|Fear of life in one form or another is the great thing to exorcise. - William James|
No. 224, 26 November 1991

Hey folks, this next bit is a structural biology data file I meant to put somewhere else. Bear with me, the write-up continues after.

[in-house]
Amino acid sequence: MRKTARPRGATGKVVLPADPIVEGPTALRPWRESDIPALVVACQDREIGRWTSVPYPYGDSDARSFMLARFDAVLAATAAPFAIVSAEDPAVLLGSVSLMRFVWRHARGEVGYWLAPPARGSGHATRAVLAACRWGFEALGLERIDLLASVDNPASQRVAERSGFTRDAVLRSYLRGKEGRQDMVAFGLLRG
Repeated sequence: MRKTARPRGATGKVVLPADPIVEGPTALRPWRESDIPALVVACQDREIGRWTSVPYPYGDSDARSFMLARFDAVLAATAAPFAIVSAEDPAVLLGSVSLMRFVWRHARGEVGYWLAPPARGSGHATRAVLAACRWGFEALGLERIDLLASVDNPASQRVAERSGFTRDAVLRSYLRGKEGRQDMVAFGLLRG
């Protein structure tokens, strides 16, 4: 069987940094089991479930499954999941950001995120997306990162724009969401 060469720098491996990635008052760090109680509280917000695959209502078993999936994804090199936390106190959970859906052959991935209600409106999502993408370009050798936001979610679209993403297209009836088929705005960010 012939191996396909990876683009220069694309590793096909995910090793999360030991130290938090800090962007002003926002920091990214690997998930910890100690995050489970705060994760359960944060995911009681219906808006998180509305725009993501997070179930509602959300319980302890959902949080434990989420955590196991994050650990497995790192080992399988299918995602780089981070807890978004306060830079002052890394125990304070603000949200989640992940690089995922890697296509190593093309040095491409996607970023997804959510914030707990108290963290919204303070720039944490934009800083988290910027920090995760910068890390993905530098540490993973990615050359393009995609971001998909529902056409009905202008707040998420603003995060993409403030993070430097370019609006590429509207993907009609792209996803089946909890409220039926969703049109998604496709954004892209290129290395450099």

USSR--ALL-UNION AND RSFSR REPUBLICAN LEADERS FAIL TO INITIAL UNION TREATY. A planned champagne ceremony for the initialing of the Union treaty by the leaders of seven republics had to be called off when they declined to initial the treaty at a meeting of the State Council in Novo-Ogarevo on November 25, Soviet and Western media reported that day. It was agreed that further revisions should be made to the draft, which would then be submitted to the republican parliaments, with the hope that the treaty would be signed before the end of 1991. A dispirited Gorbachev told a press conference that the republican leaders were under domestic pressures. The draft of the treaty has been published in Izvestia of November 26. (Ann Sheehy) ONLY SEVEN REPUBLICS REPRESENTED. Only seven republics were represented at the meeting of the State Council--the RSFSR, Belorussia, Kazakhstan, and the four Central Asian republics. Gorbachev said that Azerbaijan President Ayaz Mutalibov was unable to attend because of the crisis in Transcaucasia. (Ann Sheehy) YELTSIN SAID TO HAVE REGISTERED STRONGEST OBJECTIONS. According to Michael Parks writing in The Los Angeles Times of November 26, the strongest objections to the draft came from RSFSR president Boris Yeltsin. Soviet officials who were present said he wanted greater powers for the RSFSR and less for the center. One official, a Gorbachev supporter, said Yeltsin wanted Russia to be the political, economic, and strategic successor of the Soviet Union, but not everyone was prepared to hand over power to Yeltsin. Yeltsin has been under increased pressure of late from Gennadii Burbulis and some other members of the Russian leadership to declare Russia the successor state to the USSR. (Ann Sheehy) VELAYATI VISIT. Iranian Foreign Minister Ali Akbar Velayati arrived in Moscow for a ten-day tour of the Soviet Union, TASS reported on November 25. Minister of External Relations Eduard Shevardnadze welcomed Velayati's plans to visit Kazakhstan, Kyrgyzstan, Tajikistan, Uzbekistan, Turkmenistan, and Azerbaijan, saying the development of relations between Iran and the Soviet republics is a "positive factor in Soviet-Iranian relations." Velayati expressed Iran's interest in opening consulates in some Soviet republics, TASS reported November 25. (Suzanne Crow) MILITARY BUDGET CUTS PROPOSED. A member of the USSR Supreme Soviet Committee for Budget and Finances told Interfax on November 25 that a working group on military spending had proposed that the planned military budget for 1991 be reduced from 96.6 to 81 billion rubles. Yurii Andreev said that if current spending levels are continued, the military budget for 1991 will amount to 102.7 billion rubles. He called for significant cuts in military procurement, and recommended that a portion of those savings be redirected toward paying salaries for arms industry workers (Stephen Foye) CONFERENCE ON CIVIL-MILITARY RELATIONS. A conference on "The Armed Forces and Military Service in a Law-Governed State" opened in Moscow on November 25, TASS and Radio Moscow reported. Twenty states are reportedly represented, and RSFSR Vice President Aleksandr Rutskoi, Defense Minister Evgenii Shaposhnikov, and General Staff Chief Vladimir Lobov were present. Sergei Bogdanov, head of the Defense Ministry Center for Strategic Research, said that the new military doctrine envisions three levels of security: national (security of sovereign states); regional (cooperation with NATO, the Asia-Pacific region and European countries); and global (cooperation with the UN to secure international stability). (Stephen Foye) GENERAL CHARGES THAT CONSERVATIVES REMAIN. A leader of the movement "Soldiers for Democracy" told Radio Rossii on November 25 that there is the potential for a second military putsch in the Soviet Union because many of those associated with the first attempt have not been removed from positions of power. Vladimir Dudnik charged that the commission tasked with investigating military complicity in the coup, headed by General Konstantin Kobets, has refused to act on evidence gathered by officers throughout the Soviet Union. He also claimed that the much-vaunted "depoliticization" of the armed forces is a charade, and that hard-liners remain entrenched throughout the military high command. (Stephen Foye) TANK PRODUCTION REPORTED STOPPED. TSN reported on November 22 a USSR Defense Ministry announcement that tank production has been halted at two major defense plants. According to TSN, a Russian Information Agency correspondent with close ties to military circles has identified the factories as being in Kharkov and Nizhnii Tagil. (Stephen Foye) INDEPENDENT ARMY NEWSPAPER ESTABLISHED. Moskovski novosti no. 46 reports that, according to the RSFSR Ministry of Information, an independent all-Russian daily newspaper for servicemen called Voiskovoi krug has been registered. It reportedly is the first such publication in the country and in the RSFSR that is not subordinated to the military high command. (Stephen Foye) YELTSIN PLANS FURTHER FOREIGN VISITS. RSFSR President Boris Yeltsin is scheduled to visit Hungary, Italy, and Romania in December of 1991 and France in the beginning of 1992, his press spokesman Pavel Voshchanov told TASS on November 25. The aim of the visits will be the establishment of direct ties between leading East and West European states with the new Russian state. Voshchanov characterized Yeltsin's visit to Germany as "quite successful" because an agreement on Russian-German economic cooperation has been reached. (Alexander Rahr) RUSSIAN ECONOMIC COUNCIL SET UP. A new Russian Economic Council has been set up to monitor and forecast economic developments in the RSFSR, Vesti reported on November 25. In particular, the Council will follow and analyze the results of Yeltsin's economic reforms in the Russian periphery. The Council will not be directly attached to the President or the Presidium of the RSFSR Supreme Soviet, as proposed by some legislators, but act independently. (Alexander Rahr) CONFLICT BETWEEN RSFSR GOVERNMENT AND PARLIAMENT? Debates last week over RSFSR President Boris Yeltsin's economic decrees and the RSFSR Supreme Soviet's subsequent rejection of Yeltsin's banking decree prompted renewed discussion of a rift between the president and the legislature. According to TASS of November 25, the Deputy Chairman of the RSFSR Supreme Soviet, Vladimir Shumeiko, rejected these speculations, saying that the problem is a lack of coordination between the RSFSR government and parliament rather than a conflict between them. Deputies had objected to the preparation and publication of these decrees without consultation of the relevant parliamentary committees, and in particular, to the subordination of the state bank to the Russian government. (Carla Thorson) CENTRIST BLOC OFFERS SUPPORT TO YELTSIN. The Centrist Bloc of political parties announced on November 25 that it was ready to fully support the new RSFSR government, "Vesti" reported. The bloc includes a number of fringe organizations that enjoyed central government support prior to the abortive coup. Its members, whose main aim was the preservation of the empire at all costs, were critical of Yeltsin. "Vesti" quoted the leaders of the bloc as saying that a drastic change of the bloc's policies was inevitable after the coup. They said, however, that the bloc still advocates a temporary ban on political parties and the creation in the RSFSR of a committee of national salvation (apparently to be headed by Yeltsin). (Vera Tolz) ANOTHER COMMUNIST PARTY CREATED IN RSFSR. An unspecified number of people met in Ekaterinburg to set up yet another Communist party. TASS said on November 24 that the new group is called the Communist Workers' Party (CWP). The CWP is one of several Communist organizations set up in the RSFSR after the attempted coup, and it is the third party in the republic to claim it is a formal successor of the CPSU. TASS said the Ekaterinburg authorities warned the organizers of the new party that actions would be taken against them if they violate President Yeltsin's decree of November 6 banning CPSU and Russian CP activities on the territory of the Russian Federation. (Vera Tolz) EXTRAORDINARY CONGRESS OF KOMI PEOPLE. An extraordinary congress of the Komi people that ended in Syktyvkar on November 23 proclaimed itself and subsequent congresses the highest representative organ of the indigenous people and declared that the decisions of the congress' executive organ must be considered by the parliament and administration of the Komi SSR, TASS reported on November 23. The congress outlined measures to consolidate the state sovereignty of the Komi SSR, including discussion of a bilateral treaty with the RSFSR, the opening of representations in states and areas inhabited by Finno-Ugrian peoples, and the adoption of laws on citizenship, migration, and language. (Ann Sheehy) TENSION IN VLADIKAVKAZ. Tension is high in the North Ossetian capital, Vladikavkaz, in anticipation of a possible Ingush march on North Ossetia to reclaim Prigorodnyi raion, "Inform-TV" (the successor to "Vremya") reported on November 25. A rumor is also going round that Yeltsin will sign a decree on December 1 returning the raion to the Ingush. TSN reported on November 25 that Ossetians, Russians, and others were enrolling in the Ossetian republican guard. A congress of the Ossetian people is scheduled for November 29. Inform-TV said that some people were afraid such a congress would create leading organs parallel to the official organs of power, thus repeating the situation in Chechnya. (Ann Sheehy) CALL FOR REHABILITATION OF HITLER IS REBUFFED. Adolph Hitler must be rehabilitated as a "fighter against Communism" wrote a veteran of General Vlasov's Russian Liberation Army (ROA), Dmitrii Sergeevich, in Novoe Vremya no. 46. Sergeevich claimed that only Communists were killed in German concentration camps and that no civilians suffered from ROA or Nazi actions. He also proposed extending World War II veteran privileges to former ROA soldiers. A Novoe Vremya reader wrote in reply that the ROA had one trait in common with collaborationist emigre organizations: its activities did not contradict the goals of Hitler's regime. Russians who fought in the antifascist resistance are the true patriots, the reader said. (Victor Yasmann). USSR--OTHER REPUBLICS STATE COUNCIL CALLS FOR TALKS ON KARABAKH DISPUTE. The State Council rejected President Gorbachev's call for Soviet troops to patrol a 10-km buffer zone along the Armenian-Azerbaijani border and instead summoned the presidents of the two republics to Moscow for talks on November 27. The Azerbaijani parliament convenes on November 25 to debate the introduction of martial law and the severing of economic ties with Armenia following the helicopter crash of November 20 in which over 20 people were killed. Azerbaijani President Mutalibov failed to attend the November 25 meeting of the State Council because of the situation in Azerbaijan, which Gorbachev characterized as "very serious." (Liz Fuller) GEORGIA ENDS STATE OF EMERGENCY IN SOUTH OSSETIA. Residents of the disputed district of South Ossetia appealed for the Soviet leadership to introduce a state of emergency in the area immediately, TASS reported on November 25. The Georgian parliament voted on November 25 to lift the state of emergency imposed a year ago in Tskhinvali and Dzhava raion in the hope that this move will reduce tensions, and to open talks with the USSR MVD on withdrawing its troops from South Ossetia. A USSR MVD spokesman stated on November 25 that its troops would remain in South Ossetia as they are the sole force capable of preventing an escalation of violence there. (Liz Fuller) NEW DEMONSTRATIONS IN TBILISI AGAINST GAMSAKHURDIA. Thousands of students demonstrated on November 25 outside the parliament building in Tbilisi to demand the release of opposition figures arrested by Georgian President Zviad Gamsakhurdia, Western agencies reported from Moscow on November 25. Police monitored the demonstration, which was peaceful. Fifteen opposition groups have reportedly agreed to consolidate their efforts to oust Gamsakhurdia. (Liz Fuller) IRAN WILL NOT RECOGNIZE AZERBAIJAN'S INDEPENDENCE. Iranian Minister of Foreign Affairs Ali Akbar Velayati told Ekho Moskvy on November 25 that Iran will not recognize Azerbaijan's independence, but intends to expand its relations with Azerbaijan within the framework of the Soviet Union. (Liz Fuller) UKRAINIAN PRESIDIUM ON ARMED FORCES. The Presidium of the Ukrainian Supreme Soviet on November 25 issued a statement on the armed forces of Ukraine, Radio Kiev and TASS reported that day. It said that decisions of the USSR State Council taken earlier this month on the preservation of a unified Soviet armed forces, plus the USSR Defense Ministry's "ignoral" of Ukraine's sovereign right to have its own military, are not in accordance with Ukrainian legislation. The contradiction could have a negative effect on morale and combat-readiness, the statement continued. The Presidium reiterated Ukraine's intention to establish its own armed forces only as a defense against "external military threat" and to protect state borders. (Kathy Mihalisko) MVD TROOPS MUST BE UNDER UKRAINIAN COMMAND. In an interview published on November 26 in Krasnaya zvezda, Volodymyr Kukharets, commander of the newly-established National Guard of Ukraine, asserted that all USSR MVD troops stationed in Ukraine must be transferred to republican command. Kukharets said that in the first stage, the Guard will be formed on the basis of operative and special mobilized police units and will consist of 30,000 members. That number may rise to 50,000 depending on the situation in Ukraine and the country as a whole, Kukharets noted. (Kathy Mihalisko) NABIEV ELECTED PRESIDENT OF TAJIKISTAN. Rakhmon Nabiev, chairman of the Tajik Supreme Soviet and former first secretary of the Tajikistan Communist Party, has been elected president of Tajikistan, TadzhikTA reported on November 25. The republic's electoral commission said Nabiev received 58% of the votes cast, while his nearest rival, Davlat Khudonazarov, USSR deputy and chairman of the USSR Cinematographers' Union, who had the backing of the democratic and Islamic parties, received just over a quarter. Khudonazarov accused the republican leadership of falsifying the results and claimed he had video and photographic evidence of irregularities. (Ann Sheehy) TWO CANDIDATES REGISTERED FOR UZBEK PRESIDENCY. Two candidates have been registered for Uzbekistan's presidential elections on December 29, UzTAG-TASS reported November 25. The current president of Uzbekistan, Islam Karimov, was nominated by the People's Democratic Party--the successor to the Communist party, and the poet Muhhamad Salih by the Erk party, which he heads. Uzbek journalist Tahir Usman told RFE/RL on November 20 that the Birlik party had nominated its chairman Abdurahim Polatov, but that he would need to collect 60,000 signatures to back his nomination since the party (as opposed to the movement) had not yet been registered. Presumably Polatov did not manage to collect these signatures in time. (Ann Sheehy) KAZAKH PARTY BOSS CHANGES OCCUPATION. Moskovskii komsomolets on November 13 pointed out that the former second secretary of the Kazakh Communist Party, Vladislav Anufriev, who was known as "a great admirer of 'socialist ideals' and a violent opponent of the market," has become the head of Kazakhstan's largest private corporation, "rumored to have been set up on the Party's money." Anufriev is particularly unpopular with Moscow journalists because he attacked their patron, Aleksandr Yakovlev, at almost every session of the CPSU after February, 1990. (Julia Wishnevsky) BALTIC STATES BALTIC MILITARY DISTRICT RENAMED. Krasnaya zvezda on November 26 carried a presidential decree renaming the Baltic Military District the North-Western Group of Forces. This terminology is traditionally applied to Soviet military forces serving in foreign countries, such as the Western Group of Forces in Germany. Colonel General Valerii Mironov, who commanded the Baltic MD, will stay on as commander of the new Group. His headquarters was reported to be in the Latvian settlement of Adazhi. (Doug Clarke) US SENATE URGES TROOP WITHDRAWAL FROM BALTICS. The US Senate has approved a resolution urging the USSR to begin a prompt withdrawal of its military forces from Estonia, Latvia, and Lithuania. The resolution states that the continued presence of Soviet troops threatens the peace and independence of the Baltic States. Senator Orrin Hatch (R-Utah), the resolution's sponsor, said that Soviet military personnel in the Baltic States "unfortunately... seem to be making themselves right at home," according to an RFE/RL correspondent's dispatch from Washington of November 25. (Dzintra Bungs) FIRST TROOPS LEAVE ESTONIA. A signal battalion attached to the Soviet Navy base at Paldiski became the first military unit to leave Estonian territory. Supreme Council State and Border Defense Department consultant Udo Helme told the RFE/RL Estonian Service on November 25 that 12 military vehicles left the signal corps base at Suurupi on November 24, drove through northern Estonia and exited at Narva that afternoon. Another unit attached to the same base is due to follow later this week. According to a September agreement between Estonia's Prime Minister Edgar Savisaar and USSR Defense Minister Shaposhnikov, paratrooper units from Voru and Viljandi were due to depart by November 3, but the Voru troops relocated to Tallinn and the Viljandi unit shows no signs of leaving. (Riina Kionka) FOR SALE: MILITARY PORT, OCEAN VIEW. Soviet military units stationed on Estonia's largest island, Saaremaa, are trying to sell the port there. State and Border Defense Department director Toomas Puura told the RFE/RL Estonian Service on November 25 that Saaremaa military commanders had informed local authorities that the port had been sold. Puura said the local leaders were not told the identity of the new owners, who are due to take possession of the property next week. (Riina Kionka) ESTONIAN GOVERNMENT: WE WON'T SELL. The Estonian government reacted sharply to the November 25 announcement that Soviet military commanders were trying to sell the Saaremaa port. The government issued a decree saying that the Soviet Defense Ministry must consult with the government before materiel is brought into or out of Estonia. Although the move was aimed at the reported sale of the Saaremaa port, there have been other recent instances of military units sending their equipment out of Estonia in preparation for withdrawal. Under the terms of the September Savisaar-Shaposhnikov agreement, most materiel is supposed to remain in Estonia. (Riina Kionka) TRADE AGREEMENTS WITH THREE REPUBLICS. Lithuanian Economics Minister Albertas Simenas returned to Lithuania on November 25 after signing trade agreements with Tajikistan, Azerbaijan, and Kyrgyzstan, Radio Lithuania reported that day. The trade will be calculated in rubles, but arrangements were made in case one of the signatory state should introduce its own currency. Lithuania will supply Tajikistan with paper and consumer goods, receiving in return metals, cotton, and agricultural machinery. Azerbaijan will send fruits, tires and oil receiving electrical equipment, washing machines, fish, and light industry products. Kyrgyzstan will supply Lithuania with wool and other light industry products worth 50 million rubles. (Saulius Girnius) VAGNORIUS IN TOKYO. Lithuanian Prime Minister Gediminas Vagnorius has arrived in Tokyo to attend a meeting of the financial leaders of the G-7 nations that will discuss their financial strategy problems and their policies in the USSR, Radio Lithuania reported on November25. The results of the meeting are likely to remain confidential; no press conference is scheduled after the meeting. Vagnorius will also hold discussions with Japanese leaders before returning to Lithuania on November 27. (Saulius Girnius) NEW PARLIAMENTARY FACTION IN LATVIA. Radio Riga announced on November 25 the formation of a new faction in the Latvian Supreme Council. The group, led by Deputy Janis Vaivods, consists of 31 deputies who were affiliated with the majority People's Front faction. The new group, calling itself the Satversme (Constitution) faction, believes that Latvia should be guided by the prewar constitution of independent Latvia, rather than by Soviet Latvian laws and decrees, and will take a stricter stand on this and related issues than the People's Front faction. The Staversme faction intends, nonetheless, to cooperate with the People's Front faction on issues of common interest. (Dzintra Bungs) PRISONER STRIKE IN LATVIA. On November22, prisoners in Riga, Jekabpils, and Jelgava prisons and detention camps started hunger strikes and job actions, BNS reported that day. It is not clear how many prisoners are participating in the protest actions. The prisoners want a review of their cases, changes in the criminal code, and better prison conditions. Radio Riga reported on November 25 that a group of Latvian Supreme Council deputies are looking into the Valmiera prison facilities; the detainees there have announced solidarity with the striking prisoners. (Dzintra Bungs) LATVIA OPENS TRADE MISSION IN TAIWAN. On November 25, Latvia opened a mission in Taipei to promote reciprocal investment, tourism, and trade, and issue visas, BNS and Western reported agencies that day. Walter Chen, head of the mission, said that Latvian Prime Minister Ivars Godmanis is expected in Taiwan in mid-December to discuss a bilateral investment guarantee pact; a Taiwanese business delegation is to visit the Baltic states in January. Despite the fact that the Baltic states established ties with China in September, John Chang, Taiwan's Deputy Foreign Minister, who visited the Baltic states earlier this month, said that Taiwan would establish trade offices in all three Baltic capitals. (Dzintra Bungs) [As of 1200 CET]